This year, children born on the same day as the attacks of September 11, 2001, turn 18 years old. They will be old enough to vote in next year's elections and they will be old enough to enlist in our armed forces and fight in the ongoing wars of choice. The conflicts in Afghanistan and Iraq have drained our country of thousands of lives and trillions of dollars. More than half a million civilians in Afghanistan and Iraq have died as a result of conflict, yet we are no closer to a resolution than we were 18 years ago.
Today, as we look back on nearly two decades of squandered opportunities, wasted time and treasure, and lives lost and broken we must honor the memory of those who perished by rededicating ourselves to the American values that guided our foreign policy and national security for decades and that helped maintain peace and build prosperity in that time. Our founding values, Truman’s 7 Principles, are essential to meeting those challenges successfully. When we attain preeminence in national security, these principles should form the bedrock of American security strategy.
We must remember that:
- Robust military and intelligence capabilities protect American national security.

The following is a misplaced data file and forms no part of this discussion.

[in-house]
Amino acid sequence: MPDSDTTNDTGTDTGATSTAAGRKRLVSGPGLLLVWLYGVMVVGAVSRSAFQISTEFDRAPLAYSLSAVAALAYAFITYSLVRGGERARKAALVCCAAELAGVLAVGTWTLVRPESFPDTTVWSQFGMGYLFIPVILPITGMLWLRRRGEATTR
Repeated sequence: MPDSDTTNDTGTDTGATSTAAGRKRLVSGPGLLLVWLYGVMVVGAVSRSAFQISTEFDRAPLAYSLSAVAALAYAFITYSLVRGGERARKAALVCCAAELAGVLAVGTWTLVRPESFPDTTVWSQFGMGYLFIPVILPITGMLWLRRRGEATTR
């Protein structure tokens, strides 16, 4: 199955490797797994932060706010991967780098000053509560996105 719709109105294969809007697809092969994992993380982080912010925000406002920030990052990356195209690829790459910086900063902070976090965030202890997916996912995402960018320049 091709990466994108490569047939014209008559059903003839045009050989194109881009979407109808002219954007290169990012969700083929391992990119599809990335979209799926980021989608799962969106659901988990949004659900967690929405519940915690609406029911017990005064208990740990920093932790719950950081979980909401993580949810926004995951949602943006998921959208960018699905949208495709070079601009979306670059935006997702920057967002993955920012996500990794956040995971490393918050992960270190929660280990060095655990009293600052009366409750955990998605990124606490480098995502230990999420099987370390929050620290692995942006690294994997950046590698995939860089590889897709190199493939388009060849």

- Strong alliances protect American national security.
- Legitimate international behavior protects American national security.
- Promoting democracy and freedom protects American national security.
- Open trade protects American national security.
- Promoting development abroad protects American national security.
- Comprehensive policy coordination protects American national security.
This is what we’re working toward building together. This is the world we want to see. Fifteen years after Truman’s founding, we find ourselves at a crossroads, a time during which our values – and our nation’s commitment to them – are being contested in real time. Truman rose to meet the challenges of the post-9/11 moment to demand that our national security ethos have at its core respect for human rights, democratic governance, and the rule of law. Years later, those values are being challenged not just abroad, but principally, and most vociferously, by our own president. And even though the constant battering of headlines are daunting, we must remember Truman was built for this moment.
On this anniversary I am reminded of how honored I am to lead Truman National Security Project and Truman Center for National Policy, both formed in the aftermath of these tragedies. On this day and every day, Truman remains steadfast in its commitment to recruit, train, and position a new generation of national security leaders.
We all have our own 9/11 stories and for some of us this day remains especially painful. Let us all seek the comfort of our friends, family, and fellow members and also harness our collective energies to build the world we deserve. Part of the way we never forget that day is to tell those stories. We can do no greater honor to those we lost than to create a more just and peaceful world.
In peace, Jenna.